Mini-Lesson for Borealis
Mini-Lesson for Borealis
- Geography – Environmental Issues
- Science – Life Systems/Ecology
- Social Studies – Environmental Issues
- Geography – Natural Resources
Keywords/Topics: Borealis, Forests, Ecosystems
Overarching Question: With so many human and natural actions impacting the boreal forest, how does it continue to thrive?
Educational Synopsis: In his new feature documentary, Borealis, acclaimed director Kevin McMahon (Waterlife) travels deep into the heart of the boreal forest to explore the chorus of life in Canada’s iconic wilderness. How do trees move, communicate and survive the destructive forces of fire, insects and human encroachment? Borealis offers an immersive portrait of the life cycles of the forest from the perspective of the plants and animals that live there.
This activity is best completed before watching the clip. Fires occur often in the boreal forest, and they are not always started by people; many are natural in origin. These forests have been here for thousands of years and have experienced plenty of fires, and yet they still exist. So how does the forest regenerate? Get students to predict how a forest might start growing again after a fire.
The point of this prediction activity is to get students to start thinking about how nature continues to prevail even after an event like a forest fire. You could compare their predictions to actual events and have a classroom discussion. For deeper inquiry, have them think about other natural hazards they know about and how nature might recover afterwards. For example, how do some plants survive droughts?
This activity can be completed before or after watching the clip, depending on how you want to frame the discussion. Students put the word “wood” (or “lumber”) at the centre of the map, and then think about where and how they use wood products in their daily lives. You could support them by giving them different categories to work with, like “home” or “school,” for example.
Alternatively, instead of words, students could use images.
Instead of a traditional mind map, they could use a tree and make the trunk the central concept, with words/images on the end of branches.
This part of the film does play with viewers’ emotions quite a bit, as it shows how forests are being destroyed for lumber. Students’ mind maps will show that we really do rely on trees a lot to provide resources for us. There are lots of follow-up activities that could be done here.
- What are the alternatives? Can we reduce our lumber usage? What can we do
differently? Are those options better or worse for the environment?
- Students can look at this Government of Canada fact sheet on deforestation.
- A discussion or lesson on renewable resources could be had here as well.
While this clip is a bit long, it looks at the impacts of climate change on the boreal forest. This activity is great because it allows students to express the things that stand out to them. Ask students to identify the following while watching the clip: one surprising fact or idea; one interesting fact or idea; one troubling fact or idea. Provide students with the opportunity to share and debrief their responses in pairs or during a class discussion. You can also collect the responses and use them to create lessons to support their learning.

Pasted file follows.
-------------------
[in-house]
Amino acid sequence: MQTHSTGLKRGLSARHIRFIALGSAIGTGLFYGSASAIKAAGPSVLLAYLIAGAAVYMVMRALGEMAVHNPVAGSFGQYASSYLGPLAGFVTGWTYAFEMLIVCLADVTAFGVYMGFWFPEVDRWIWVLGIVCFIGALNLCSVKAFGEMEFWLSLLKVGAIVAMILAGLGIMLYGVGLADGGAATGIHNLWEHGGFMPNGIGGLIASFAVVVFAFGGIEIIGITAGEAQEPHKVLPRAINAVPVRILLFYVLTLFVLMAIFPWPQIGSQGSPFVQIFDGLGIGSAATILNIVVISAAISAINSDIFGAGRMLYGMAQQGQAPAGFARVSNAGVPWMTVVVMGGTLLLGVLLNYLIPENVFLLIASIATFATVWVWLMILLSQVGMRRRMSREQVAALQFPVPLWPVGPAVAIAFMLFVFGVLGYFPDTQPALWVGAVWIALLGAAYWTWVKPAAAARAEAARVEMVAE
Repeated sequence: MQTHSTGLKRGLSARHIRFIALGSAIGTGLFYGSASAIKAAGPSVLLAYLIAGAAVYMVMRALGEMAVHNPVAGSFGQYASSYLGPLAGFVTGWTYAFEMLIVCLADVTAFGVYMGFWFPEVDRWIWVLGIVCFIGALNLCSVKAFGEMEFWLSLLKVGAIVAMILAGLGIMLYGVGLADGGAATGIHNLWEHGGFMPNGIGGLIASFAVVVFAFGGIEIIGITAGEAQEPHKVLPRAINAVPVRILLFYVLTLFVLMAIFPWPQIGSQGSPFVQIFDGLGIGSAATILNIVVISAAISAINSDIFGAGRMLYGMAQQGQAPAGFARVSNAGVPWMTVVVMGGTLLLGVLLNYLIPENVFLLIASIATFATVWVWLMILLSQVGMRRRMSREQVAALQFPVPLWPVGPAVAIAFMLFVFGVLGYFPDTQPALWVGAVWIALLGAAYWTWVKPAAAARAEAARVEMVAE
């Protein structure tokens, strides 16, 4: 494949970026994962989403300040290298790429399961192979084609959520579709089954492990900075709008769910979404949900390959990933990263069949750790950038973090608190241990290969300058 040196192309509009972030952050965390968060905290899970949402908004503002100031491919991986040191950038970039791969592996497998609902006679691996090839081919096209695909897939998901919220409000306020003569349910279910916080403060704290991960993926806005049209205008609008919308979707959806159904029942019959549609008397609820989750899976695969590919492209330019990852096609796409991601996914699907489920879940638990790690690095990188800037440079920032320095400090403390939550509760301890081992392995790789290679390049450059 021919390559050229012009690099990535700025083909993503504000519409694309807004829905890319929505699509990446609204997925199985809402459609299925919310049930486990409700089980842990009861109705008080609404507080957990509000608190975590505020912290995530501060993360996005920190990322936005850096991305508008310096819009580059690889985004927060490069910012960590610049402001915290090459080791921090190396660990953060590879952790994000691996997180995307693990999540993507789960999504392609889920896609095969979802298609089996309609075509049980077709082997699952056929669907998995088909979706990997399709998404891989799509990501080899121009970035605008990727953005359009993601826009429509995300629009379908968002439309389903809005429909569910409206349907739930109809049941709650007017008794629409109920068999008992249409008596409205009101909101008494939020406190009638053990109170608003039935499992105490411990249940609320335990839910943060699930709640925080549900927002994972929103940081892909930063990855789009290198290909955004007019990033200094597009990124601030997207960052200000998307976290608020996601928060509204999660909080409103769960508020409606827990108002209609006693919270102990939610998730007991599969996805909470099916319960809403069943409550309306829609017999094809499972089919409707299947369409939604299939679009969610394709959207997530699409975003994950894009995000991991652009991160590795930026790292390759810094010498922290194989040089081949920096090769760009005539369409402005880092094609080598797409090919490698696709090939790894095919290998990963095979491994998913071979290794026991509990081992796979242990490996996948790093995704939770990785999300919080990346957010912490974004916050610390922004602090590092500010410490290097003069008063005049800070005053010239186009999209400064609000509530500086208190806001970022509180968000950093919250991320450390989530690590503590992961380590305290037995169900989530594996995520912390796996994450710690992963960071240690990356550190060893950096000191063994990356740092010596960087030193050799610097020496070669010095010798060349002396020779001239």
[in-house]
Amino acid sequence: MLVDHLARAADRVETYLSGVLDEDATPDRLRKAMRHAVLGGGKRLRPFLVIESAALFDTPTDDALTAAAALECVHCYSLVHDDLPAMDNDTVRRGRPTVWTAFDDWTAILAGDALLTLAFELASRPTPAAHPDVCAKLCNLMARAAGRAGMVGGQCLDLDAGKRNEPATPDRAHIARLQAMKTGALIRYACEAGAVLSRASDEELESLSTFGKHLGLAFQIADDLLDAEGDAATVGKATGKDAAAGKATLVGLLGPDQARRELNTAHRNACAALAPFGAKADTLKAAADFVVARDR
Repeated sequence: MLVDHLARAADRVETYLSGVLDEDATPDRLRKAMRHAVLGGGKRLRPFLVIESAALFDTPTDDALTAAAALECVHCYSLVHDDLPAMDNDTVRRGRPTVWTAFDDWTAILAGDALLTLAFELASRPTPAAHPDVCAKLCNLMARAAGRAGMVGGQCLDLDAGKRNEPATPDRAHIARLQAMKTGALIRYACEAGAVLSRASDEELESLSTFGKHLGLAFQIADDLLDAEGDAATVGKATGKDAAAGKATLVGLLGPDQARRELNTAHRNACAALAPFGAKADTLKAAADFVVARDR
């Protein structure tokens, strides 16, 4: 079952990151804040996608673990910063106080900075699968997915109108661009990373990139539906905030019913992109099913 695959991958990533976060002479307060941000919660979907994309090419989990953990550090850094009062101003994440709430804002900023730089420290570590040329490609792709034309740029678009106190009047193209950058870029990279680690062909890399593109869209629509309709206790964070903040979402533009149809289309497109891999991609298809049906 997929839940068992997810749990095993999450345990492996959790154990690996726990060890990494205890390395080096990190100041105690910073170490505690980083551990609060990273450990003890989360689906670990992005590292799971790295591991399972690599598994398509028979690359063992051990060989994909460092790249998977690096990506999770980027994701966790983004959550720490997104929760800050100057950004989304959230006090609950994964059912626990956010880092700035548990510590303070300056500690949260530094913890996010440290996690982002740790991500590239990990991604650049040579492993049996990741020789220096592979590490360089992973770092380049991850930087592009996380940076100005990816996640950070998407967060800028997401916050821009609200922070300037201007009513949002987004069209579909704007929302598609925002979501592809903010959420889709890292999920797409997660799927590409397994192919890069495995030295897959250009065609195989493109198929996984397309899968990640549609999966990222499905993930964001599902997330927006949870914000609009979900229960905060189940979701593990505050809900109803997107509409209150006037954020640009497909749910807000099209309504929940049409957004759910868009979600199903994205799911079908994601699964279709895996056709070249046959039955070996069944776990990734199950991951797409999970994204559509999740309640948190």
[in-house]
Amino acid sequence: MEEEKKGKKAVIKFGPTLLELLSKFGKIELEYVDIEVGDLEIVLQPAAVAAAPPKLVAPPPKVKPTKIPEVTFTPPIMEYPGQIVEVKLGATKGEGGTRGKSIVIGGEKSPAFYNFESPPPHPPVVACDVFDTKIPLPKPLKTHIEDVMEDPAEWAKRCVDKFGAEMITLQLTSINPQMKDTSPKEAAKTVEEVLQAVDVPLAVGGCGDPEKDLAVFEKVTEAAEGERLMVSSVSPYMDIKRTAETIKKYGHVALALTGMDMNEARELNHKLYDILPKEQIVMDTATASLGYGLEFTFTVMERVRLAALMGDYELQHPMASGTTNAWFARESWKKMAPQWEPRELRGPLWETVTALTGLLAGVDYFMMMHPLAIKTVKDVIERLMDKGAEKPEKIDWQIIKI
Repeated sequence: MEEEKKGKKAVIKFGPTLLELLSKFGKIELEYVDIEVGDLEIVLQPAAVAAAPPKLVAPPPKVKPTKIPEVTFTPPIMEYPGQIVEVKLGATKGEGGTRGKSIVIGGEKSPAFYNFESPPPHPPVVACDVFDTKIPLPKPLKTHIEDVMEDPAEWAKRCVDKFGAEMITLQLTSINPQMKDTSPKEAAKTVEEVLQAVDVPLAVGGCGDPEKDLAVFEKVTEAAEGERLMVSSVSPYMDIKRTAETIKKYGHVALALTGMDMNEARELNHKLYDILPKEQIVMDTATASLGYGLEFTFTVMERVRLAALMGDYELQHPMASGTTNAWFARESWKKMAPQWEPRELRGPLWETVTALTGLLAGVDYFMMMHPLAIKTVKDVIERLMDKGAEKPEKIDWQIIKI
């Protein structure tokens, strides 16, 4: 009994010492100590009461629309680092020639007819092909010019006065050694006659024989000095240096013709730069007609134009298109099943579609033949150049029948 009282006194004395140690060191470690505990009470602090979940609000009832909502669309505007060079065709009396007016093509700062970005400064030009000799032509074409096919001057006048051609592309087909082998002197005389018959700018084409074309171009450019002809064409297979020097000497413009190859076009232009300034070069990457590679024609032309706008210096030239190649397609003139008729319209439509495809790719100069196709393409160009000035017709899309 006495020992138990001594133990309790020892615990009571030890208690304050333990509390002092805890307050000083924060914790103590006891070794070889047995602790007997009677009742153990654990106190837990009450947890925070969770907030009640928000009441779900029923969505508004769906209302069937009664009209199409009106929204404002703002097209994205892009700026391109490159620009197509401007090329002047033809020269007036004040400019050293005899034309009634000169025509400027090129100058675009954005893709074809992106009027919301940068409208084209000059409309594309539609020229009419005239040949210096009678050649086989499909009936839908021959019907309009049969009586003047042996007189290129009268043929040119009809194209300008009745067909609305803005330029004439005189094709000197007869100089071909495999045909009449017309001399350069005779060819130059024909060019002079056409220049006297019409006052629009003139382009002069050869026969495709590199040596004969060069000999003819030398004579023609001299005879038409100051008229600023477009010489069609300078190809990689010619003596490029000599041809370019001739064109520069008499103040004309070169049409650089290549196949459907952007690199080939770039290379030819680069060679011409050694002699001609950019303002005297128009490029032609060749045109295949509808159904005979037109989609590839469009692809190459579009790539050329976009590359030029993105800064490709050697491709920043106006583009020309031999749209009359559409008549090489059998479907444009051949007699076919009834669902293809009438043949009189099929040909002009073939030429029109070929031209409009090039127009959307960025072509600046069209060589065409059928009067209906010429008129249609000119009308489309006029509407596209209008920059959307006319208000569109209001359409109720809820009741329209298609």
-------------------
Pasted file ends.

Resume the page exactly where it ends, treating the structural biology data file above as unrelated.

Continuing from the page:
The point of this activity is to allow students to share ideas that stand out to them as opposed to only focussing on the issues you want them to understand. This gives a student voice to your classroom discussion, which will make it more authentic.
The boreal forest covers much of the northern hemisphere across all three continents and makes up about 28 percent of all of Canada’s land mass, but do we fully appreciate it? The film and these activities address many different issues related to the forest. Hopefully they’ve shown students how the forest creates and supports itself and the lives of animals; how we interact with it; and what the future of these forests may be, especially in light of climate change.
Students can create an infographic designed to teach Canadians about the importance of the boreal forest. It should:
- provide general information about the importance of the forest;
- address one key issue related to the forest;
- discuss a solution on how to fix the issue of deforestation;
- highlight why this issue should matter to them.
Brian Beard is a high school teacher at Colonel By Secondary School in Ottawa, Ontario. Brian is a member of the Ontario Association of Geographic and Environmental Education (OAGEE) executive council, serving as the Outreach project leader. He was a member of the 2019 OAGEE Ottawa Fall Conference organizing committee. In addition to teaching Ontario geography courses (including the Grade 9 course “Issues in Canadian Geography”) he is an IB geography teacher. In these courses, he supports students in looking at problems through various perspectives to understand the complexity of the issues. Brian challenges his students to think critically about their communities. He is passionate about field trips/studies, rich assessment tasks and developing liveable, active transportation-centric communities.
Pour lire cet article en français, cliquez ici.
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